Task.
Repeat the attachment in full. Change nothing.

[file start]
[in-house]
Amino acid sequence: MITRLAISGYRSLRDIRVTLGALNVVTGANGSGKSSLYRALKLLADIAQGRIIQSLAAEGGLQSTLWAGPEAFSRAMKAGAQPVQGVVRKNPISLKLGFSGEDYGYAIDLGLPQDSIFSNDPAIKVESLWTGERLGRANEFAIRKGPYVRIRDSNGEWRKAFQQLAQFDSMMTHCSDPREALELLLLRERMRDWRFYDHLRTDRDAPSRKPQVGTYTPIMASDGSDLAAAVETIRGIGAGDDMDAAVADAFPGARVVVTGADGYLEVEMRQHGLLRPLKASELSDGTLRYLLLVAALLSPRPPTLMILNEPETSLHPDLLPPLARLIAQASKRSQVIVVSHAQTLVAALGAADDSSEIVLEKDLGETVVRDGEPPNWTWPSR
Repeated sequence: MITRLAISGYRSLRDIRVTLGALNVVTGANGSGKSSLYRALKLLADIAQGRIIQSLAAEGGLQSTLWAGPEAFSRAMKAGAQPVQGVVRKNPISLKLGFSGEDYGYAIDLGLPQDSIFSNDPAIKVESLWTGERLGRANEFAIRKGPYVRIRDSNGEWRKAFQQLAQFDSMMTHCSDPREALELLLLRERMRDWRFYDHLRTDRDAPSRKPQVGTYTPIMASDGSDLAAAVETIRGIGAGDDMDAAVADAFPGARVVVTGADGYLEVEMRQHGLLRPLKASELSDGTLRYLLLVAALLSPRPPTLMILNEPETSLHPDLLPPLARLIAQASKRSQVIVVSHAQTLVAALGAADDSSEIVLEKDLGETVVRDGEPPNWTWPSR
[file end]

[in-house]
Amino acid sequence: MITRLAISGYRSLRDIRVTLGALNVVTGANGSGKSSLYRALKLLADIAQGRIIQSLAAEGGLQSTLWAGPEAFSRAMKAGAQPVQGVVRKNPISLKLGFSGEDYGYAIDLGLPQDSIFSNDPAIKVESLWTGERLGRANEFAIRKGPYVRIRDSNGEWRKAFQQLAQFDSMMTHCSDPREALELLLLRERMRDWRFYDHLRTDRDAPSRKPQVGTYTPIMASDGSDLAAAVETIRGIGAGDDMDAAVADAFPGARVVVTGADGYLEVEMRQHGLLRPLKASELSDGTLRYLLLVAALLSPRPPTLMILNEPETSLHPDLLPPLARLIAQASKRSQVIVVSHAQTLVAALGAADDSSEIVLEKDLGETVVRDGEPPNWTWPSR
Repeated sequence: MITRLAISGYRSLRDIRVTLGALNVVTGANGSGKSSLYRALKLLADIAQGRIIQSLAAEGGLQSTLWAGPEAFSRAMKAGAQPVQGVVRKNPISLKLGFSGEDYGYAIDLGLPQDSIFSNDPAIKVESLWTGERLGRANEFAIRKGPYVRIRDSNGEWRKAFQQLAQFDSMMTHCSDPREALELLLLRERMRDWRFYDHLRTDRDAPSRKPQVGTYTPIMASDGSDLAAAVETIRGIGAGDDMDAAVADAFPGARVVVTGADGYLEVEMRQHGLLRPLKASELSDGTLRYLLLVAALLSPRPPTLMILNEPETSLHPDLLPPLARLIAQASKRSQVIVVSHAQTLVAALGAADDSSEIVLEKDLGETVVRDGEPPNWTWPSR